Microsoft…

I don’t view choice of editor as really being a matter of “completely
redo”. It’s one of many tools I use, and if I switch, well, I use a
different editor. Whatever.

Right, that’s the major difference between an editor and the kind of tool that
justifies this long of a discussion. For example, your iPhone projects sound
like they’re of the type where it would be a significant effort, possibly even
a full rewrite, to port them to another platform.

Yup.

Yeah, I did actually set up samba. Three times. It was a nightmare to
get it working reliably with several different windows systems, the
documentation was crap, and it crashed fairly often.

Can’t speak much for the documentation, but I have created Samba setups
(fairly simply) which worked, out of the box, on every Windows I came across.
I have never once seen Samba crash.

YMMV. In my case, the net result was that switching the home server to
OS X
trimmed many hours of tedious work off my list. I’m probably gonna get
a new OS X server machine in the next couple of weeks, which will
replace
two or three existing machines.

I enjoy sysadmin work, but I’ve also gotten a static webserver working in
under five minutes, and a local torrent tracker (complete with relevant
torrents) in under half an hour (due to crap documentation).

In general, I can do sysadmin, it’s just not fun or exciting to me. I’d
rather not have to. I enjoy coding, I don’t enjoy wrestling with
startup
scripts. I got a jabber server up and running… It was a pain. The
next time I do server stuff, I’ll put in OS X server, click “enable chat
server”, and have a working jabber server. It won’t crash. It won’t
have a mysterious bug that took me a dozen reboots to track down causing
it not to start up when started from /etc/rc.local even though it starts
fine when invoked from the command line. I won’t have to replace it
with
a different one due to a crashing bug that no one cares about, or build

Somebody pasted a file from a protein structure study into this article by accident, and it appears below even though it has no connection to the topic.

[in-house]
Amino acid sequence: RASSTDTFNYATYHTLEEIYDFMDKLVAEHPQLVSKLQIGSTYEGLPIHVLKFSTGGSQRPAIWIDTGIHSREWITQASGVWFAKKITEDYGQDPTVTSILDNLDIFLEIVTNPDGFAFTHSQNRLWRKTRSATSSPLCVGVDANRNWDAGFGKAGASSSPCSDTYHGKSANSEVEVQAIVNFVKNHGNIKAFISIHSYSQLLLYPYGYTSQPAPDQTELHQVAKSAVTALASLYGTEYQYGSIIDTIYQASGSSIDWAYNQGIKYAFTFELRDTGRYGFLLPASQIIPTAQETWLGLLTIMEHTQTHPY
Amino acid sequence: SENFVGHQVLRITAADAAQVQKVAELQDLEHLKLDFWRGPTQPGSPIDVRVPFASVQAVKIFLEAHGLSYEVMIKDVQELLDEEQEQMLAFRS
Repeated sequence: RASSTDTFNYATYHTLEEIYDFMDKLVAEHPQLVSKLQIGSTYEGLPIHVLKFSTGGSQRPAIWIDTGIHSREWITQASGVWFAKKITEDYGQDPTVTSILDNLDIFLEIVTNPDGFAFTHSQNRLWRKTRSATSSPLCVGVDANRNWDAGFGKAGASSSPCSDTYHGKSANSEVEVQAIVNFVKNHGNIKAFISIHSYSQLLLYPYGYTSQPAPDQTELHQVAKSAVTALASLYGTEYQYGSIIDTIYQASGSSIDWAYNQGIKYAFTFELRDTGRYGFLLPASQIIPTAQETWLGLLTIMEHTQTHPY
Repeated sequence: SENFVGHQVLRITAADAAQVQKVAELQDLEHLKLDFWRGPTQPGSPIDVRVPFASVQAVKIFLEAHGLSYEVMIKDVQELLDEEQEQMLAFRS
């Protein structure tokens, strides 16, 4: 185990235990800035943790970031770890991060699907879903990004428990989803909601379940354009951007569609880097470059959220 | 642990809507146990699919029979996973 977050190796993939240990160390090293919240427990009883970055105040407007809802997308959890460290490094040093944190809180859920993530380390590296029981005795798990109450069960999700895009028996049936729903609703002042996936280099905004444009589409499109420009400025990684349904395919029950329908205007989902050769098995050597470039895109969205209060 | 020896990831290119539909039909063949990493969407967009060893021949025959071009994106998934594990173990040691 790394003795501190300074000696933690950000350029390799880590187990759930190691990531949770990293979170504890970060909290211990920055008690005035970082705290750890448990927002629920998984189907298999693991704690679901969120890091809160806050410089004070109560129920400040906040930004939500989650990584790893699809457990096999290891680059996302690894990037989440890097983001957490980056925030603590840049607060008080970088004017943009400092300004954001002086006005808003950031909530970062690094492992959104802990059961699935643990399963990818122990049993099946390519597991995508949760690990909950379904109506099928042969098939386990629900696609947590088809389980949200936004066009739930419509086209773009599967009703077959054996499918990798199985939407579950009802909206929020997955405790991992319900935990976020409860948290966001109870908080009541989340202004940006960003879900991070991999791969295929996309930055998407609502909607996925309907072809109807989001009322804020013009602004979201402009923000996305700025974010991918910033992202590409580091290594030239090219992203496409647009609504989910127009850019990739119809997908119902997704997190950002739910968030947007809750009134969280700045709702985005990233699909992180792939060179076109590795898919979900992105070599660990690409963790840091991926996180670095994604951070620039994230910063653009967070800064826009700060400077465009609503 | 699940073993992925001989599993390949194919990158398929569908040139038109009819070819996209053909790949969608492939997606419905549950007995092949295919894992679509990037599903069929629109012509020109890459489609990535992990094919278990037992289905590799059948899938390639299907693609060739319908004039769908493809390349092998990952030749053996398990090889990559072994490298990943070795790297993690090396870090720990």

a programming language environment before I can use it. And that’s
worth
a fair bit of money to me.

This comes back to why I like Ruby: Use the right tool for the job.
Open source is usually a bonus for most tools, but it is often much less
important than other features. I only occasionally see a pure choice
between genuinely equivalent things, one of which is open source.
Usually, there’s many other factors which are more significant.

-s

On 13 March 2010 07:05, Seebs [email protected] wrote:

On 2010-03-13, David M. [email protected] wrote:

On Friday 12 March 2010 07:00:06 pm Seebs wrote:

People whose livelihood depends on the quality of their support have
an incentive to meet user demands.

If you are willing to pay the money you did for the proprietary
support I am sure you would get support for any opensource application
of you choice as well.

And the only way out? Win7. But that was, again, depending wholly on Microsoft
to solve the issue.

Sure.

But so what? Â People in general know that going in, and sometimes they make
the decision that it’s the right tradeoff. Â I’m not trying to argue that
there’s no downside to a proprietary solution – only that it’s not at all
obvious that it’ll always, or even usually, be foolish to pick one.

The problem is that people often do not do this decision. They just
have something on their computer like the MS Access/Office environment
so they write their application in it not realizing that in 1-2 years
there will be a new MS Office version and their application will no
longer work. So bringing this up is important but it is quite a bit
offtopic here.

Keep in mind, an option you can’t actually use is not a real option. Â I’m
comfortable enough with C to have diagnosed an arcane memory management bug
in the pgsql driver. Â Not many other people I know would have had a good
chance of finding that bug – meaning that in practice, access to the
source would not really be useful to them.

For many, many, people, the direct advantages of open source are a pure
non-issue. Â I’d bet that most Ruby developers would not be usefully able
to modify the Ruby source to fix a language-implementation bug. Â So why
should they care whether they have source or not?

There is also the option of hiring somebody who does have the required
C skill. This is an option you don’t have with proprietary software.
Still some opensource software (such as Firefox mentioned earlier) is
likely so horrible that it’s easier to write a new one than to fix it
so the advantage of it being opnsource is not that clear.

Adium was good. I like Kopete, these days.

I try KDE occasionally. Â Around 4.x, they had a wonderful feature, which
was that they never in any way saved user keybindings, such that every
login got you all the defaults again. Â I guess maybe I’ll try again sometime,
but that’s a level of quality control I would normally associate with
Microsoft…

Stuff happens. It might be that the distribution you used forgot to
install some piece which was required for this feature to work.

I generally find opensource and proprietary software suffers from
different class of bugs.

Commercial software vendors (who sell almost exclusively proprietary
products) tend to focus on the experience of the average user so that
most users can have most things done smoothly with their product. They